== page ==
NASA and ESA work on a GPS-like system for the Moon

NASA and ESA are developing  ways to help rockets navigate to the Moon autonomously.


With humanity ever closer to its return to the Moon , the world’s major space agencies are working on satellite navigation systems to facilitate travel from Earth.

In this sense , NASA and ESA are working on GPS-type systems that will be installed on rockets that will travel more than 384,400 kilometers. How will they work?

GPS and satellite navigation in space

The only current way to get from point A to point B in space is to do complicated physics-based calculations, customized for each mission. As the spacecraft drifts through space, the only point of reference is Earth. Therefore, you need to send a signal to the planet in order to understand where it is.

According to Elizabeth Rooney, a senior engineer at Surrey Satellite Technology Ltd., to Insider , “the cheapest way to bring satellite navigation into deep space is to take advantage of the satellites around our planet.” The company is working with ESA to develop satellite navigation in space.

In 2019, four satellites were able to determine their position in space using signals from Earth’s GPS satellites. However, it was about halfway to the Moon.

For the remaining sector, probes are being sent to try to capture the signals from Earth. ESA will send NaviMoon via the Lunar Pathfinder satellite : it is believed that it could determine the position of spacecraft with a precision of 60 meters. The probe is expected to be able to navigate autonomously in lunar orbit.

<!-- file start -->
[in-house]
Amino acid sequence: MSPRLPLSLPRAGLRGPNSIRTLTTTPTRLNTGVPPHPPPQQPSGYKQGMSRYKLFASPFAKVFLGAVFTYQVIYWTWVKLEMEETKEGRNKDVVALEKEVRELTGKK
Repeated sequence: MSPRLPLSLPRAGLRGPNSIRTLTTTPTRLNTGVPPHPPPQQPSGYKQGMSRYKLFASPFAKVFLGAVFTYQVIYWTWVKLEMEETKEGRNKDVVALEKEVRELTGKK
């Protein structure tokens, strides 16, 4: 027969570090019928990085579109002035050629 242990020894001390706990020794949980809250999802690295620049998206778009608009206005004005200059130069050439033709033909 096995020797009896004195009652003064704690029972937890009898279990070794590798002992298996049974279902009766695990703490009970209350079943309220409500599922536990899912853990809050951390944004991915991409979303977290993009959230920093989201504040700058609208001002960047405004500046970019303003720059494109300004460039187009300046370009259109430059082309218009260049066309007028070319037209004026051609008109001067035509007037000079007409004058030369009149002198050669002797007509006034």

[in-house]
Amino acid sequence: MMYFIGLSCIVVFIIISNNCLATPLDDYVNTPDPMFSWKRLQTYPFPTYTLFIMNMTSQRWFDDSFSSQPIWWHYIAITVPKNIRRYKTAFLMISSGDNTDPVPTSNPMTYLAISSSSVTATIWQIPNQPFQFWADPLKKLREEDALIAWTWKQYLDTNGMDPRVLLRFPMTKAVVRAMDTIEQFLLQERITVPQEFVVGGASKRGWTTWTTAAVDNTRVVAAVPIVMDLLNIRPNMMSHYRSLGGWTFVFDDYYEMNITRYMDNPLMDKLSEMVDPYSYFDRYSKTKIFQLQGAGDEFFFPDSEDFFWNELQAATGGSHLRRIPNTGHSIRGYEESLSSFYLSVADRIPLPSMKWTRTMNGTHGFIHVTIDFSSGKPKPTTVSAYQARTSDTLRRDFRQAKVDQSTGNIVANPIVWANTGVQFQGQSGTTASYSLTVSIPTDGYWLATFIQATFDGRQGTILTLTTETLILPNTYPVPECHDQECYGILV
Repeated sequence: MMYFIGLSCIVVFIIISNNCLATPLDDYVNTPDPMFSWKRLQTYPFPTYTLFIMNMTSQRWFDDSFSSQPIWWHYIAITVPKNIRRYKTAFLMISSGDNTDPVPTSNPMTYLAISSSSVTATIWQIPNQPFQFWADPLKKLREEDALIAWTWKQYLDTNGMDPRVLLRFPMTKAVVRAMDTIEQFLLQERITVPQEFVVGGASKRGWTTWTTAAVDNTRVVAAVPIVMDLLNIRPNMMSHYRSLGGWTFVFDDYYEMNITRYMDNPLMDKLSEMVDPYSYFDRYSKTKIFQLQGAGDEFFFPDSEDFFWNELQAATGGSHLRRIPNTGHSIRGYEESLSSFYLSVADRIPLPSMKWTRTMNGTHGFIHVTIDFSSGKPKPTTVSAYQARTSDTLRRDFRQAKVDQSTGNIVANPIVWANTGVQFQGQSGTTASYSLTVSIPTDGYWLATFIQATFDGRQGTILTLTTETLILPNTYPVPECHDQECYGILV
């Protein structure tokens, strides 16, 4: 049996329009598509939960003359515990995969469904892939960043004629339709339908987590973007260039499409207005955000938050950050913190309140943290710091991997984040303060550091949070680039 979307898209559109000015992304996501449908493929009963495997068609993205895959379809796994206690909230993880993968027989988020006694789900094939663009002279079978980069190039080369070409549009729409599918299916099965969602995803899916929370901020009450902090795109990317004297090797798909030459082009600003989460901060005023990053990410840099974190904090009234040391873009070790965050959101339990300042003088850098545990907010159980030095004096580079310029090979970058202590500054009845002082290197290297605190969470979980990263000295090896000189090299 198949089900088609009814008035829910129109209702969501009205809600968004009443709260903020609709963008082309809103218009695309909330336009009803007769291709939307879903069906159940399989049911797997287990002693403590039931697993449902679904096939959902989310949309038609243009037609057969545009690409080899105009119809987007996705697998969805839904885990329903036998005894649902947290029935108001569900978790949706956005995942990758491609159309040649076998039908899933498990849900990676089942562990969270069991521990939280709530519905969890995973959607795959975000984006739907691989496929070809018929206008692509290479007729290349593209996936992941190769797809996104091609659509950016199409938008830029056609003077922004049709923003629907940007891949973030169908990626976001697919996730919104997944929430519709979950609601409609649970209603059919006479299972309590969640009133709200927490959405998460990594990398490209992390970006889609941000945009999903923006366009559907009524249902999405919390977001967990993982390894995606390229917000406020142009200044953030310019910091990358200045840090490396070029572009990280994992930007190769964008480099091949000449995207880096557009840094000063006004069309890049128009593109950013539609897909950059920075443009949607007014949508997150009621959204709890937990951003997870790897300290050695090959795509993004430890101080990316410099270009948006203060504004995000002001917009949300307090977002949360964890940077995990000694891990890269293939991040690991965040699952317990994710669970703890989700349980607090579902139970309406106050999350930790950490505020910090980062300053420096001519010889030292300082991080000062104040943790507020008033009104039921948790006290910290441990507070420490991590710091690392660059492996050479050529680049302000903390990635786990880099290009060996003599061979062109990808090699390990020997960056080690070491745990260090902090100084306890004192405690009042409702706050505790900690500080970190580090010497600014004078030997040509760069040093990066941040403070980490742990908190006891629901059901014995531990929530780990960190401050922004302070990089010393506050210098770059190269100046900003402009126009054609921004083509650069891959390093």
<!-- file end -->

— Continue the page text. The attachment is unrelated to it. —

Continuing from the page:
On the American side, its own detector probe developed with the support of the Italian Space Agency will be sent. Their goal is to launch the first of these receivers to the moon’s surface in 2024 as part of the Lunar GNSS Receiver Experiment.

networks in sets

With Pathfinder, a fleet of satellites will be started that will keep the future colony that will reside on the Moon in communication . The European space agency’s system will be called Moonlight .

ESA wants to test it initially in 2027 before forging a more complete infrastructure in 2030.

NASA , for its part , will support LunaNet , a proprietary network that will work in conjunction with Moonlight .

Later, lunar colonists could have access to high-speed Internet, video conference with loved ones on Earth, stream shows, and create their own content from space.